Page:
So I really appreciate her. Mother’s Day is when I get an opportunity to express it and tell the world that I appreciate both my mom and to a far greater degree at this point, my wife. Also, the fact is, half of REO’s fans are women and a good amount of them are moms. So I appreciate moms in general. Let’s face it, our audience is a wide swath somewhere right in the mom years, 30 to 50 years old, so I appreciate when I look around my house and my neighborhood and see women who are either working moms or stay-at-home moms, it’s a lot of stress and a lot of effort to do it right.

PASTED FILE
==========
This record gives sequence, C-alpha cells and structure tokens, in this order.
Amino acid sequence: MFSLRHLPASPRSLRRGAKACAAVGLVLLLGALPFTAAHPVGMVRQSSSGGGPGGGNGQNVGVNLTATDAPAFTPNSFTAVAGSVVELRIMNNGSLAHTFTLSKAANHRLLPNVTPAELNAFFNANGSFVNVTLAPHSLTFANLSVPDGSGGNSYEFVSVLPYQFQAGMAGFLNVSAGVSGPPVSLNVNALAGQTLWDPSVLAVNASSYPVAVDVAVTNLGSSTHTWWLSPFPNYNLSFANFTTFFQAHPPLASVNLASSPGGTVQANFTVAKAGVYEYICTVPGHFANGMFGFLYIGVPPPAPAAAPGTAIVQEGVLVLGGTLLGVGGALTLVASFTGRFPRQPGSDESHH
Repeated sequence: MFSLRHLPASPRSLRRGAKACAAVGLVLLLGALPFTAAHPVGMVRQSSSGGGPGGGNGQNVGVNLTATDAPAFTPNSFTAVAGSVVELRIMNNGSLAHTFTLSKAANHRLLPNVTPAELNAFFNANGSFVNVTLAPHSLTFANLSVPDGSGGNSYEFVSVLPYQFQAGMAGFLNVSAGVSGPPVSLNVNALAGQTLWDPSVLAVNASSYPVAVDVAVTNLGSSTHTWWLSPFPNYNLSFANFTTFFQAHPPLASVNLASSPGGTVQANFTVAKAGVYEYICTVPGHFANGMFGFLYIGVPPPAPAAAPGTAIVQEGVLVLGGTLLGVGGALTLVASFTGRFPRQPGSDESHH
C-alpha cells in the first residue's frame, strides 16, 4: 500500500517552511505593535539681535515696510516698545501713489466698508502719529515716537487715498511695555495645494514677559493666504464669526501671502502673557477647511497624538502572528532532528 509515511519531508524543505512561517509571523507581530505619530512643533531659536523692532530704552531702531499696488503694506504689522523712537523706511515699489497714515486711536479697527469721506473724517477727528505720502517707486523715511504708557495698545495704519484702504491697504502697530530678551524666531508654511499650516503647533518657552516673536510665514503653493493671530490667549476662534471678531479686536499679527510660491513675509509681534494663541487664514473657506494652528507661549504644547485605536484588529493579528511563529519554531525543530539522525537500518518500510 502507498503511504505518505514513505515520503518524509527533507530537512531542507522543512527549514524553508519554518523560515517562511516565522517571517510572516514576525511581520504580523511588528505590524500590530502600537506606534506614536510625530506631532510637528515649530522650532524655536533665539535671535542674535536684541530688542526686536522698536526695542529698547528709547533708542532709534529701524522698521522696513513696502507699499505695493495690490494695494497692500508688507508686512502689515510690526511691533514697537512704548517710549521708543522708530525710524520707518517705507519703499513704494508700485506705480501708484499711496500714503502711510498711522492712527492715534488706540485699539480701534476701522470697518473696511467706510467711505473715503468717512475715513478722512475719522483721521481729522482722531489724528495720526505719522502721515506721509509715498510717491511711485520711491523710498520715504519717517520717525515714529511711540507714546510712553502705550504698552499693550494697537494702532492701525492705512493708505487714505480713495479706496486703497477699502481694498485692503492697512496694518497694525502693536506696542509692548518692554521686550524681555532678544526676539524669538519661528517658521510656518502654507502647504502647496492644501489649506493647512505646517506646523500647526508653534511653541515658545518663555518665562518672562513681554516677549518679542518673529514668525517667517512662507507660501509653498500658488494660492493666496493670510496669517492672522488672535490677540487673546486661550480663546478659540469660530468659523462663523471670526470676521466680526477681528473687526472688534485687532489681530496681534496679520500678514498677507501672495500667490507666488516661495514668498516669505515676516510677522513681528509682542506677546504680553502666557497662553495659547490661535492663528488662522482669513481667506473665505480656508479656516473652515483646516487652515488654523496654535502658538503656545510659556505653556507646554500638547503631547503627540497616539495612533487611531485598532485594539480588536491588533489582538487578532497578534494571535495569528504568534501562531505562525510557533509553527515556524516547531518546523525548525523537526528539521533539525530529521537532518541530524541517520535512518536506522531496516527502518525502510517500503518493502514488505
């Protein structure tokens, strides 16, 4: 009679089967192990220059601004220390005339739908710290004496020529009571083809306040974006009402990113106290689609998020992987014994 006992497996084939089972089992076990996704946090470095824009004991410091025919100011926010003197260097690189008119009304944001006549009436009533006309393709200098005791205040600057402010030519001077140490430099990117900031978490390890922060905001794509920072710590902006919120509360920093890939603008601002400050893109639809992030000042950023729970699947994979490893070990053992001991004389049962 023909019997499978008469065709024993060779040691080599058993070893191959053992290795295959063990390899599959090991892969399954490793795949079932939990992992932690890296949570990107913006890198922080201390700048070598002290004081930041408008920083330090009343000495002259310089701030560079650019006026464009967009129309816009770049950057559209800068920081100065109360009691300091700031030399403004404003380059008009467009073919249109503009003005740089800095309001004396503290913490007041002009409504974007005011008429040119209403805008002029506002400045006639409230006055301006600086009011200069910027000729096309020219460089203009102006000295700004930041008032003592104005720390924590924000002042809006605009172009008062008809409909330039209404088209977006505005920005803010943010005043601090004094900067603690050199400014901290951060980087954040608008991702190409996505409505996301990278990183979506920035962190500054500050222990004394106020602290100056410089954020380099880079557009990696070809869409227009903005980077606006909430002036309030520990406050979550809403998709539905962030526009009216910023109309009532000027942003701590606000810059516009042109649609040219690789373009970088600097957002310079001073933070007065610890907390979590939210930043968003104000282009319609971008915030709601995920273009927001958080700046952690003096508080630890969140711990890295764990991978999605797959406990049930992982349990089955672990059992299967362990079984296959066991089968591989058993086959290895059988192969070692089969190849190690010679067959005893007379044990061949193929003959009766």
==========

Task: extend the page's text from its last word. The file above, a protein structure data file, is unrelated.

Part of what REO Speedwagon does is we provide moms all over the country with an opportunity to go, “You know what? Let’s get a babysitter tonight. We’re going to go out and put on our best rock ‘n’ roll clothes and we’re gonna see REO. We’re going to forget about our jobs and our kids and our responsibilities and we’re gonna hear some music that makes us feel good.” We feel like we provide moms with that little escape valve from everyday life as well. We appreciate them. And I see them. When I look out from the stage, there’s a whole lot of women on girls’ night out. You’ll see groups of five or six women in their 30s and 40s and that’s exactly what they’ve done. Sometimes they bring their husbands, sometimes they don’t.

And that’s certainly not trivial. I know after I see a good show, it keeps me going for a while. You are doing a service to motherhood, thank you very much.